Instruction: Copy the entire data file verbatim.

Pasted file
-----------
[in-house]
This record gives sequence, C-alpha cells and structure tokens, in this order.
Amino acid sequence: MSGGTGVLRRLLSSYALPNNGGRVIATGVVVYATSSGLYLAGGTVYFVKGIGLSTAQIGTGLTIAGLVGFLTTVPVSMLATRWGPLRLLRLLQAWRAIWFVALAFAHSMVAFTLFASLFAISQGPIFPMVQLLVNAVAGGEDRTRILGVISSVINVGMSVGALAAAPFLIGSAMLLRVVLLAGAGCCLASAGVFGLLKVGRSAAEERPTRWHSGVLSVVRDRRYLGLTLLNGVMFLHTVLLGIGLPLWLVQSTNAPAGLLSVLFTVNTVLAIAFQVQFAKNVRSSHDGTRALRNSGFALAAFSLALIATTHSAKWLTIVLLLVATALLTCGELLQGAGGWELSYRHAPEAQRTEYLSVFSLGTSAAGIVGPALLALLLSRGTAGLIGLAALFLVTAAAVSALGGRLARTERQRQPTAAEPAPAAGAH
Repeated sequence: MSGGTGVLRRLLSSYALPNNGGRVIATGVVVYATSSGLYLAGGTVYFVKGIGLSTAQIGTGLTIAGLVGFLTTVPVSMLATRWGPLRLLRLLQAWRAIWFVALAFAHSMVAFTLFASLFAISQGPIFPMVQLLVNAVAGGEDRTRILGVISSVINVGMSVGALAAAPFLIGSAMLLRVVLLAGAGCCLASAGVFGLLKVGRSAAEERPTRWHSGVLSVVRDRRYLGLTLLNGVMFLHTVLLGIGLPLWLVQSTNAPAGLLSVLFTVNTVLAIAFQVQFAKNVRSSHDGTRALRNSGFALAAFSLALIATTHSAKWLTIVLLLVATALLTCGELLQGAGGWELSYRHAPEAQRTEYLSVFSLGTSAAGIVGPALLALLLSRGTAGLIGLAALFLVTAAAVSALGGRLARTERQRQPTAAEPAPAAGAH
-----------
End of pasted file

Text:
[in-house]
This record gives sequence, C-alpha cells and structure tokens, in this order.
Amino acid sequence: MSGGTGVLRRLLSSYALPNNGGRVIATGVVVYATSSGLYLAGGTVYFVKGIGLSTAQIGTGLTIAGLVGFLTTVPVSMLATRWGPLRLLRLLQAWRAIWFVALAFAHSMVAFTLFASLFAISQGPIFPMVQLLVNAVAGGEDRTRILGVISSVINVGMSVGALAAAPFLIGSAMLLRVVLLAGAGCCLASAGVFGLLKVGRSAAEERPTRWHSGVLSVVRDRRYLGLTLLNGVMFLHTVLLGIGLPLWLVQSTNAPAGLLSVLFTVNTVLAIAFQVQFAKNVRSSHDGTRALRNSGFALAAFSLALIATTHSAKWLTIVLLLVATALLTCGELLQGAGGWELSYRHAPEAQRTEYLSVFSLGTSAAGIVGPALLALLLSRGTAGLIGLAALFLVTAAAVSALGGRLARTERQRQPTAAEPAPAAGAH
Repeated sequence: MSGGTGVLRRLLSSYALPNNGGRVIATGVVVYATSSGLYLAGGTVYFVKGIGLSTAQIGTGLTIAGLVGFLTTVPVSMLATRWGPLRLLRLLQAWRAIWFVALAFAHSMVAFTLFASLFAISQGPIFPMVQLLVNAVAGGEDRTRILGVISSVINVGMSVGALAAAPFLIGSAMLLRVVLLAGAGCCLASAGVFGLLKVGRSAAEERPTRWHSGVLSVVRDRRYLGLTLLNGVMFLHTVLLGIGLPLWLVQSTNAPAGLLSVLFTVNTVLAIAFQVQFAKNVRSSHDGTRALRNSGFALAAFSLALIATTHSAKWLTIVLLLVATALLTCGELLQGAGGWELSYRHAPEAQRTEYLSVFSLGTSAAGIVGPALLALLLSRGTAGLIGLAALFLVTAAAVSALGGRLARTERQRQPTAAEPAPAAGAH